So I always stop at red lights, but I don't always stay stopped at them. Sometimes it's so clearly safe to continue through the intersection that I do, and I think the only thing wrong here is that the law is being applied equally to cyclists and motorists when their circumstances are so different.

So yes, follow the rules, but first let's make the rules make sense. Following rules blindly is never a good idea, and didn't work as an excuse at Nuremburg.

April 7, 2011 | Unregistered CommenterSimon

I agree wholeheartedly that we cyclist should obey traffic laws. We can't demand the respect of drivers while disregarding traffic laws. I like bike lanes, I like feeling safe while riding through the streets of DC. I like riding fast on the surrounding suburban roads. But when I approach a light I know I have to stop. If we as cyclist blow through red lights, ride against the flow of traffic and on the sidewalk, then we give up our right to be treated as equals. We can not have it both ways. We either go back to the days of no bike lanes and motorists having a lesser awareness of us or we agree to abide by the laws. That being said, the current backlash against cycling should note that a minority of law breaking cyclist does not represent the whole truth of the situation. There have been numerous articles, mostly in New York publications, demonizing the urban cyclist for the actions of a few. A few incidents of motorist road rage does not result in the public or media viewing all drivers as crazy, volatile and dangerous. But I guess that's difficult when the majority of people are motorist and would therefore have to view themselves as crazy and volatile and dangerous if they made that connection. I guess the fact that cyclist are a minority allows for the difference in using the same logic to come to arrive at a conclusion.

April 8, 2011 | Unregistered CommenterJohn W

Dave, Unfortunately, you are right, there is little, if any, observance of the law or 'rules of the road' by cyclists in the UK these days. Even Club runs seem to feel it is ok to filter through traffic lights on red. And as for riding on the pavement, don't even get me started on it. People just seem to think they can do just what they want with no sense of responsibility!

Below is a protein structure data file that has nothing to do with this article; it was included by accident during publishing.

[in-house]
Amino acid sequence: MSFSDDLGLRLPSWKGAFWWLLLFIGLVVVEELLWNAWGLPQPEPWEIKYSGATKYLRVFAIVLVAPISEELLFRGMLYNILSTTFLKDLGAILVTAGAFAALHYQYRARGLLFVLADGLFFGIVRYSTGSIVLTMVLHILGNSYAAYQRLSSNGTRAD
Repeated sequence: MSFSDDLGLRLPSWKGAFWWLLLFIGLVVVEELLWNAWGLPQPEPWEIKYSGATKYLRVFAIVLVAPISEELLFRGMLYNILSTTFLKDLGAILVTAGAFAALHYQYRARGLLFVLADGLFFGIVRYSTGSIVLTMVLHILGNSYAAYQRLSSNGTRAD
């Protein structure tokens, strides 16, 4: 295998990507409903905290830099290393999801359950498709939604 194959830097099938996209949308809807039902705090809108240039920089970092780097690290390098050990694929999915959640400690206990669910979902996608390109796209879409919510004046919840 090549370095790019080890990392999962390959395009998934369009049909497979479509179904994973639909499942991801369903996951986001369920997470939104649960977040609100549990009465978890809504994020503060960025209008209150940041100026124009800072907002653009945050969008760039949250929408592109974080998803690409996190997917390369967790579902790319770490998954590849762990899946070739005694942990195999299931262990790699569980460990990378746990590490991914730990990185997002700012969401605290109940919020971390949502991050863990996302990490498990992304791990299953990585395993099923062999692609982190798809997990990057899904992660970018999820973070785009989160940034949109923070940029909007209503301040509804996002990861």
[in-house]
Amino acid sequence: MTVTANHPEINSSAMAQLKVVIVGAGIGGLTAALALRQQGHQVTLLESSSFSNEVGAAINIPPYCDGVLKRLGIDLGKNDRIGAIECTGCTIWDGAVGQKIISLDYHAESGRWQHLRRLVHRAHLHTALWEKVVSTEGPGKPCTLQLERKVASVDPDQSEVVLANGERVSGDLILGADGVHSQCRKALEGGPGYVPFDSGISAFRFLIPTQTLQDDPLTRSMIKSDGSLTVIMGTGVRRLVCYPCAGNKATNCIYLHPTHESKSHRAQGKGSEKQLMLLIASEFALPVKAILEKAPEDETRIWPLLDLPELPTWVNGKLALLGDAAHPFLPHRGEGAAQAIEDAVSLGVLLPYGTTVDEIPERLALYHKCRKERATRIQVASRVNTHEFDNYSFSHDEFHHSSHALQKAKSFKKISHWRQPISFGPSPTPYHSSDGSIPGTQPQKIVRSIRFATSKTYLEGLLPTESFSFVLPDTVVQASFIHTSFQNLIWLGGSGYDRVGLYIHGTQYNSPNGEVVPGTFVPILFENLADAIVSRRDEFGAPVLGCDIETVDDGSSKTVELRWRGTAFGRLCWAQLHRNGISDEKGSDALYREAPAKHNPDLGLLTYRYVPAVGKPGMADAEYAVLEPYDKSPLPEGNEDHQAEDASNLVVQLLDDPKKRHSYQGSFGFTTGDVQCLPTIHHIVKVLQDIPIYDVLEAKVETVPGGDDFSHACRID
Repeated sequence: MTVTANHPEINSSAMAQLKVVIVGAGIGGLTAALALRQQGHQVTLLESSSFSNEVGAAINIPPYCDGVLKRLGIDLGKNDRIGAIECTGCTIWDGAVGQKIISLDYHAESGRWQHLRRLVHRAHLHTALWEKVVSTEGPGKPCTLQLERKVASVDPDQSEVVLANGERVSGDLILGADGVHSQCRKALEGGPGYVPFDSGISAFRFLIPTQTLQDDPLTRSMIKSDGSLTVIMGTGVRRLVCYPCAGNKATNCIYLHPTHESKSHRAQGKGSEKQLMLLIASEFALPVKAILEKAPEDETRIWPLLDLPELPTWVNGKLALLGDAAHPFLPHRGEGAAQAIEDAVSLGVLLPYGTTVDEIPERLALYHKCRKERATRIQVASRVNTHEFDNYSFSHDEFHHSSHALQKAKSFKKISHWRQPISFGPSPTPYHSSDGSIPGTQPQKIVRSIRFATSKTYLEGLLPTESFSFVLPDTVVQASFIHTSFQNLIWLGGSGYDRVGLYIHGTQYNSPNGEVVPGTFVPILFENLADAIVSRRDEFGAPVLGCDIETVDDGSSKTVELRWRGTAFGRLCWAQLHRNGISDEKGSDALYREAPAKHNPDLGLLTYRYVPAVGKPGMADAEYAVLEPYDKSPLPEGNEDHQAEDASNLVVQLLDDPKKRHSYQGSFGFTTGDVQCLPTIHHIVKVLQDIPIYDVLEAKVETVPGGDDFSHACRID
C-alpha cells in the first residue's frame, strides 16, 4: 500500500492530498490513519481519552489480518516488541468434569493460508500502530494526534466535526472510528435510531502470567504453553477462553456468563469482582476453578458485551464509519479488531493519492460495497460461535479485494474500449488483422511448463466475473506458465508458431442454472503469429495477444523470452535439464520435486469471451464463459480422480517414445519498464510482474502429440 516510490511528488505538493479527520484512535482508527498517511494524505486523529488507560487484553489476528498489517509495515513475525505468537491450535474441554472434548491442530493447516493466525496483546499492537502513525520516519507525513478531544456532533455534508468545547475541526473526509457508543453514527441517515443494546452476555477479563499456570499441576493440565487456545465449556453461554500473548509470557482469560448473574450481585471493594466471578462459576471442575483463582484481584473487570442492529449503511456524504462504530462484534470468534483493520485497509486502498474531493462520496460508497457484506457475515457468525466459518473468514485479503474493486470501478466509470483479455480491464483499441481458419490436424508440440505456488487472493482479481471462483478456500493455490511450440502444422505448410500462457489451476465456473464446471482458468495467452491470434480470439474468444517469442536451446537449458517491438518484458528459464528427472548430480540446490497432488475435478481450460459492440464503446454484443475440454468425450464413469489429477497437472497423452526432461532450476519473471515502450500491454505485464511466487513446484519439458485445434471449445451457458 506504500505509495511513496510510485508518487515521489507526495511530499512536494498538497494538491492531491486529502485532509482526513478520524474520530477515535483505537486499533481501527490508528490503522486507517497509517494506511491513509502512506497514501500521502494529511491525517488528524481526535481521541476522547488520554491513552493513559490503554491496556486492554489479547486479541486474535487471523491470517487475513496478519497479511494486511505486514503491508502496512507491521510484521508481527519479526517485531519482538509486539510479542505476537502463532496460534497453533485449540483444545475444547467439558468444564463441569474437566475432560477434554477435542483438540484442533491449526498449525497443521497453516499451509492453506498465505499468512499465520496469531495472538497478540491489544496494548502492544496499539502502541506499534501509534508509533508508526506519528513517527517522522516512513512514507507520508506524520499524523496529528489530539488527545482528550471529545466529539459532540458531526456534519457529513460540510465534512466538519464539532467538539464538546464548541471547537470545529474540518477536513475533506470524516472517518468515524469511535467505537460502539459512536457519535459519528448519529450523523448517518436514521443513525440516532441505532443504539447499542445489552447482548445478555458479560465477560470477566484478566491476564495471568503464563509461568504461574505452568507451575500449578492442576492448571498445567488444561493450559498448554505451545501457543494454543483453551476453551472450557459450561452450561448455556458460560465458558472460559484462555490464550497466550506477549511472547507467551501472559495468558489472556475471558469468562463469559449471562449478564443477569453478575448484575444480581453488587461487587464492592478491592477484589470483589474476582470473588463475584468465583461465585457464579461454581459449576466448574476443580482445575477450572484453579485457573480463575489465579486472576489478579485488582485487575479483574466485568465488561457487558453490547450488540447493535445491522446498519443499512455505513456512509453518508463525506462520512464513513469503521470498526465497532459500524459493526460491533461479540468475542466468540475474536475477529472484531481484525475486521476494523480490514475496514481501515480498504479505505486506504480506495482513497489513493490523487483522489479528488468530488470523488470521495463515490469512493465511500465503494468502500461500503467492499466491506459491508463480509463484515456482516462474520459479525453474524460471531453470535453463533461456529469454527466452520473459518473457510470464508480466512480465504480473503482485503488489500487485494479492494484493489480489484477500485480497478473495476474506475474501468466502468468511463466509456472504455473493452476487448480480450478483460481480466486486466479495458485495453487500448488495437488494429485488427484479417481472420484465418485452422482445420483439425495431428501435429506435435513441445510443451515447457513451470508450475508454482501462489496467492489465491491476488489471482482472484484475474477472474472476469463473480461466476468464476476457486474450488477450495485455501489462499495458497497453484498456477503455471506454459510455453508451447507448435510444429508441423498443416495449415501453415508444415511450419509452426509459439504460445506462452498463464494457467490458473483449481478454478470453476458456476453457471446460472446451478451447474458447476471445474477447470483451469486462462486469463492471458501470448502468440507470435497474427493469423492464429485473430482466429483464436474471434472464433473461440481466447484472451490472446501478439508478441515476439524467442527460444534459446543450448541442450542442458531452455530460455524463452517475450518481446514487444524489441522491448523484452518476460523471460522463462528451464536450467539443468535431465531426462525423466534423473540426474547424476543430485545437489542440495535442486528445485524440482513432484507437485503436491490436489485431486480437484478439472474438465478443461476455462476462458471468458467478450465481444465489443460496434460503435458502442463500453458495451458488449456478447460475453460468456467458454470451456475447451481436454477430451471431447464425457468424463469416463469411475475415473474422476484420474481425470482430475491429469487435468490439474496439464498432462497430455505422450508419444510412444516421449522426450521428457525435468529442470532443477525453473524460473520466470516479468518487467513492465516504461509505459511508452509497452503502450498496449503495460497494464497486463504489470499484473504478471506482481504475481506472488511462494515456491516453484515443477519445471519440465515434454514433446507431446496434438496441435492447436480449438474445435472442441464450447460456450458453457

Geoff, Tring UK

April 8, 2011 | Unregistered CommenterGeoff

Agree that group "fun rides" (those are what are supported by local cycling advocates) are unattractive because they incentivize group behavior that breaks laws. But realize that road users (cyclists, motorized, pedestrian) reflect the quality of their environment and built designs. Make the rules and road designs more sensible first then aberrant behavior can be fairly criticized and punished.

Here is just one example on how to do improve road design so that all road users can be treated fairly:

April 8, 2011 | Unregistered CommenterJack

In law enforcement, the definition for service is education, prevention and enforcement. Engineering is also a strong piece for problem solving. Bicycle safety and law education should be included in every public and private drivers education and should be given by a police officer. Why...? Because the 14-16 year old students will listen if a cop gives the education and the regular instructor will gloss over the information because, after all, the students are there to learn driving not bicycling.

Education must become before enforcement accomplished anything. And I write a lot of tickets to drivers and bicyclists who run afoul of each other.

Great blog, Dave.

April 8, 2011 | Unregistered CommenterSarge

In discussing speed enforcement problems with the Captain of our local PD on a neighborhood corner, he explained that "all drivers do it, so what's the big deal. We don't have enough time and officers to enforce these laws".

A few of the neighborhood kids between the ages of 12-16 stood nearby and listened. Afterwards they said they were shocked that those who serve as the front line of law enforcement had such little respect or consideration for others, particularly the more vulnerable non-motorized road users. It was no surprise to me, I witness these problems daily as a cyclist, pedestrian and driver.

These young minds got an education on "Respect-Consideration-Fairness"

April 8, 2011 | Unregistered CommenterJack

Damn it Dave. Red lights?! Don't you know there is a war on and people are homeless???
oh sorry, wrong post....<slinks away>

April 9, 2011 | Unregistered Commenterxyxax

Great post, straight and to the point, it will no doubt infuriate the cool brigade!

Rights go hand in hand with responsibility, for motorists AND cyclists. It's really as simple as that.

April 10, 2011 | Unregistered CommenterJohann Rissik

Education v Enforcement or Creating Mutual Respect?

Here's one that claims it's about education: "I think reasonable cyclists and reasonable drivers could come together to find ways to reduce inbred hostility and to recognize that at least some of the warfare going on is due to misunderstanding and ignorance, as opposed to ill will."

However his first point that cyclists are "hypersensitive to insult or incursion, resistant to giving benefit-of-the-doubt to drivers, and so intensely ideological as to be unable to separate friends from enemies" is simply wrong IMO. Most cyclists are divers too but few drivers are cyclists:

April 11, 2011 | Unregistered CommenterJack

Education AND Enforcement.
I'm with you on the recognition of the need for and the absence of cyclist education in the USA.

Thank you for the frequent reminders.

April 11, 2011 | Unregistered CommenterRay

thank you very much for the information. really informative and helpful.

April 19, 2011 | Unregistered CommenterRon Nottidge